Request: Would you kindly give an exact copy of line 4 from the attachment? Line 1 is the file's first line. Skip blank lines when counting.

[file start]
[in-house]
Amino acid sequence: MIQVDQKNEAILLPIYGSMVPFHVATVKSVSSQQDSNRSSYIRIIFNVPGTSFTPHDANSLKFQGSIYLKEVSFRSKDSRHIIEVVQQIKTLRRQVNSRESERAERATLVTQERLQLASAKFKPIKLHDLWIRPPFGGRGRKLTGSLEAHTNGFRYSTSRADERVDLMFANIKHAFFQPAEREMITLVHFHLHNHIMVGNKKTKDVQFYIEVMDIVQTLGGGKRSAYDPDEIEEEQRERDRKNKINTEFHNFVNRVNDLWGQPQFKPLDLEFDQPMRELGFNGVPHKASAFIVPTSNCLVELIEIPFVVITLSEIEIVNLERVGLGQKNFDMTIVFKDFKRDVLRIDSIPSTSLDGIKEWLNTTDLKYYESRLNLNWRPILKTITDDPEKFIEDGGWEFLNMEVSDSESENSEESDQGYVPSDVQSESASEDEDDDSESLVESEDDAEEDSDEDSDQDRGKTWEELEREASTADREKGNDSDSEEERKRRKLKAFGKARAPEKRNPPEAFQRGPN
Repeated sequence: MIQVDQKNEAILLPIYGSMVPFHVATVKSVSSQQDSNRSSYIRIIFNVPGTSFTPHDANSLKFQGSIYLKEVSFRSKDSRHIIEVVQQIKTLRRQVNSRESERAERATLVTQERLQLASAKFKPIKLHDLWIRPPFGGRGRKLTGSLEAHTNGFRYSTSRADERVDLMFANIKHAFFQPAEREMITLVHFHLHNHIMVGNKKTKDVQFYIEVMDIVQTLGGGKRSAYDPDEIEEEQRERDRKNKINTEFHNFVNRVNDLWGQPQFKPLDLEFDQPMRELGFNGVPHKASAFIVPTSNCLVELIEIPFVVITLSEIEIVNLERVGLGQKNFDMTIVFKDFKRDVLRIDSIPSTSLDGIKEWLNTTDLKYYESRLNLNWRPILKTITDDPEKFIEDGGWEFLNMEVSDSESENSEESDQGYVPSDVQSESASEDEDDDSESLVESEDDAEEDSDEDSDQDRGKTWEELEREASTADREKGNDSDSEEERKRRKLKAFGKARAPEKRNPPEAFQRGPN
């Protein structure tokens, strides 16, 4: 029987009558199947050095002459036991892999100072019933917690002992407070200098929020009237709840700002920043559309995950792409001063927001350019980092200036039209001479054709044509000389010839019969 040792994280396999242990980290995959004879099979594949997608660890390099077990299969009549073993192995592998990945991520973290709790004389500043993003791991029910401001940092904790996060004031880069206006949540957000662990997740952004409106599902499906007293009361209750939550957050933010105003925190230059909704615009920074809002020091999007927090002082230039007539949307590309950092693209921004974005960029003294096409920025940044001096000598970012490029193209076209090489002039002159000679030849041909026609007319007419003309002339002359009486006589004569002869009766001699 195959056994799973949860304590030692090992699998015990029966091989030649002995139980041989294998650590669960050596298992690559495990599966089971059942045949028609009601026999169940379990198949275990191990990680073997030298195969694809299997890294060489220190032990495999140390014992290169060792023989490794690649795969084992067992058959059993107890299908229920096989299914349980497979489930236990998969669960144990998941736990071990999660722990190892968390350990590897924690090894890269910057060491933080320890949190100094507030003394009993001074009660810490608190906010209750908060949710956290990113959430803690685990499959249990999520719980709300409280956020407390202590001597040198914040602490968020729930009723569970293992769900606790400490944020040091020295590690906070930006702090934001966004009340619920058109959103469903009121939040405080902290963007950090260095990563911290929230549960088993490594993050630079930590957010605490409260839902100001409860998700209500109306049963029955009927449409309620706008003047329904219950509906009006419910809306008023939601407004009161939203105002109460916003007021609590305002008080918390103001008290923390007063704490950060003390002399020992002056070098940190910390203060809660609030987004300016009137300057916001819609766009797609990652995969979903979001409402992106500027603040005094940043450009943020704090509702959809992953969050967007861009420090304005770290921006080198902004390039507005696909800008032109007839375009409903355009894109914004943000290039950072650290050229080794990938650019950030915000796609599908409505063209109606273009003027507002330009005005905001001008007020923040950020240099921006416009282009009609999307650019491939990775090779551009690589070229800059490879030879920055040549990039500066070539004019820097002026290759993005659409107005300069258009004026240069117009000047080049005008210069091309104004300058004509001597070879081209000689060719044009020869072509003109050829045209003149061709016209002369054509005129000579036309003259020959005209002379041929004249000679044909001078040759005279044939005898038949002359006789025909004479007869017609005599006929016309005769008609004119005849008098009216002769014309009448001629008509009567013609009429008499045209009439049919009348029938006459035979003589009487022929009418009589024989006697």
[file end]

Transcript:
């Protein structure tokens, strides 16, 4: 029987009558199947050095002459036991892999100072019933917690002992407070200098929020009237709840700002920043559309995950792409001063927001350019980092200036039209001479054709044509000389010839019969 040792994280396999242990980290995959004879099979594949997608660890390099077990299969009549073993192995592998990945991520973290709790004389500043993003791991029910401001940092904790996060004031880069206006949540957000662990997740952004409106599902499906007293009361209750939550957050933010105003925190230059909704615009920074809002020091999007927090002082230039007539949307590309950092693209921004974005960029003294096409920025940044001096000598970012490029193209076209090489002039002159000679030849041909026609007319007419003309002339002359009486006589004569002869009766001699 195959056994799973949860304590030692090992699998015990029966091989030649002995139980041989294998650590669960050596298992690559495990599966089971059942045949028609009601026999169940379990198949275990191990990680073997030298195969694809299997890294060489220190032990495999140390014992290169060792023989490794690649795969084992067992058959059993107890299908229920096989299914349980497979489930236990998969669960144990998941736990071990999660722990190892968390350990590897924690090894890269910057060491933080320890949190100094507030003394009993001074009660810490608190906010209750908060949710956290990113959430803690685990499959249990999520719980709300409280956020407390202590001597040198914040602490968020729930009723569970293992769900606790400490944020040091020295590690906070930006702090934001966004009340619920058109959103469903009121939040405080902290963007950090260095990563911290929230549960088993490594993050630079930590957010605490409260839902100001409860998700209500109306049963029955009927449409309620706008003047329904219950509906009006419910809306008023939601407004009161939203105002109460916003007021609590305002008080918390103001008290923390007063704490950060003390002399020992002056070098940190910390203060809660609030987004300016009137300057916001819609766009797609990652995969979903979001409402992106500027603040005094940043450009943020704090509702959809992953969050967007861009420090304005770290921006080198902004390039507005696909800008032109007839375009409903355009894109914004943000290039950072650290050229080794990938650019950030915000796609599908409505063209109606273009003027507002330009005005905001001008007020923040950020240099921006416009282009009609999307650019491939990775090779551009690589070229800059490879030879920055040549990039500066070539004019820097002026290759993005659409107005300069258009004026240069117009000047080049005008210069091309104004300058004509001597070879081209000689060719044009020869072509003109050829045209003149061709016209002369054509005129000579036309003259020959005209002379041929004249000679044909001078040759005279044939005898038949002359006789025909004479007869017609005599006929016309005769008609004119005849008098009216002769014309009448001629008509009567013609009429008499045209009439049919009348029938006459035979003589009487022929009418009589024989006697």